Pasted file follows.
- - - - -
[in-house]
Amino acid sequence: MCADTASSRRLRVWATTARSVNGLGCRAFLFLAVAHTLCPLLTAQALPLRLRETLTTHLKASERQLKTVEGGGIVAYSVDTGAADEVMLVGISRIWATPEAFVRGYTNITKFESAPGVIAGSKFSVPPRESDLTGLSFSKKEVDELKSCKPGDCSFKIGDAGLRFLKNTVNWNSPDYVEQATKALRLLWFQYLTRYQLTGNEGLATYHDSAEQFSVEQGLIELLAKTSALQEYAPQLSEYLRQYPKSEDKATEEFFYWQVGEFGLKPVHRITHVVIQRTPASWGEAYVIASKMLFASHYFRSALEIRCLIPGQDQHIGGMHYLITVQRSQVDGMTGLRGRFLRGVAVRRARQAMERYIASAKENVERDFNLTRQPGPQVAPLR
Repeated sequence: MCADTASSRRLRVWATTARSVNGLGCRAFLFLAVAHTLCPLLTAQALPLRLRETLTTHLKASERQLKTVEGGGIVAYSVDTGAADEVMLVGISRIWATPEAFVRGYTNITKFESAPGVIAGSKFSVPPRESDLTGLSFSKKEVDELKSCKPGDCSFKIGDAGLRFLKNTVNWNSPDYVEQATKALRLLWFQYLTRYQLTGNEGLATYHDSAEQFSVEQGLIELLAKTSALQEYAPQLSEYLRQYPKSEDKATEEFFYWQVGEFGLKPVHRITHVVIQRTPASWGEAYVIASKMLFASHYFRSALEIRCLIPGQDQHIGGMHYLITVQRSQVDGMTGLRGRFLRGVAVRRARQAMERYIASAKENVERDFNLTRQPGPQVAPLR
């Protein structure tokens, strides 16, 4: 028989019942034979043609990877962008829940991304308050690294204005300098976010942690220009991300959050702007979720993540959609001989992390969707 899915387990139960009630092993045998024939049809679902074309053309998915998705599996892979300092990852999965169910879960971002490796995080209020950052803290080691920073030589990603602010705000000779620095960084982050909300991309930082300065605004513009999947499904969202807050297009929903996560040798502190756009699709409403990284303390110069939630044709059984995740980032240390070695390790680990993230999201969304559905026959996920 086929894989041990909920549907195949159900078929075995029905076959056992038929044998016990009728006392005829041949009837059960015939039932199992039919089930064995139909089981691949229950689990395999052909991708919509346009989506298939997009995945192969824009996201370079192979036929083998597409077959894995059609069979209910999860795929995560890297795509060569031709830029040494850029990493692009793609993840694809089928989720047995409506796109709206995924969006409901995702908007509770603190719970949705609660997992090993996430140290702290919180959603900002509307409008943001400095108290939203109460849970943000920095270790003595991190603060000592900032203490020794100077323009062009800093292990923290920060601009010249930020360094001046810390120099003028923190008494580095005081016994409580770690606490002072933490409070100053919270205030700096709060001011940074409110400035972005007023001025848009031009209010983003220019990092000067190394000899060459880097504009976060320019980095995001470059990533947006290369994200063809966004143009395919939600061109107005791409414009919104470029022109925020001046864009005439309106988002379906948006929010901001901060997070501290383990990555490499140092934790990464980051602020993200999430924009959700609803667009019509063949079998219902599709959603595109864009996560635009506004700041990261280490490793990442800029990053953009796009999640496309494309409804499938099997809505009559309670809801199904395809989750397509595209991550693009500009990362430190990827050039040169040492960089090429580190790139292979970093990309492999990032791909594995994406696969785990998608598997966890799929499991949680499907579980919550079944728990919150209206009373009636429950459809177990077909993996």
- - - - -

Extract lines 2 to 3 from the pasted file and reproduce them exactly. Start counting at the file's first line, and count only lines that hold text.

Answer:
Amino acid sequence: MCADTASSRRLRVWATTARSVNGLGCRAFLFLAVAHTLCPLLTAQALPLRLRETLTTHLKASERQLKTVEGGGIVAYSVDTGAADEVMLVGISRIWATPEAFVRGYTNITKFESAPGVIAGSKFSVPPRESDLTGLSFSKKEVDELKSCKPGDCSFKIGDAGLRFLKNTVNWNSPDYVEQATKALRLLWFQYLTRYQLTGNEGLATYHDSAEQFSVEQGLIELLAKTSALQEYAPQLSEYLRQYPKSEDKATEEFFYWQVGEFGLKPVHRITHVVIQRTPASWGEAYVIASKMLFASHYFRSALEIRCLIPGQDQHIGGMHYLITVQRSQVDGMTGLRGRFLRGVAVRRARQAMERYIASAKENVERDFNLTRQPGPQVAPLR
Repeated sequence: MCADTASSRRLRVWATTARSVNGLGCRAFLFLAVAHTLCPLLTAQALPLRLRETLTTHLKASERQLKTVEGGGIVAYSVDTGAADEVMLVGISRIWATPEAFVRGYTNITKFESAPGVIAGSKFSVPPRESDLTGLSFSKKEVDELKSCKPGDCSFKIGDAGLRFLKNTVNWNSPDYVEQATKALRLLWFQYLTRYQLTGNEGLATYHDSAEQFSVEQGLIELLAKTSALQEYAPQLSEYLRQYPKSEDKATEEFFYWQVGEFGLKPVHRITHVVIQRTPASWGEAYVIASKMLFASHYFRSALEIRCLIPGQDQHIGGMHYLITVQRSQVDGMTGLRGRFLRGVAVRRARQAMERYIASAKENVERDFNLTRQPGPQVAPLR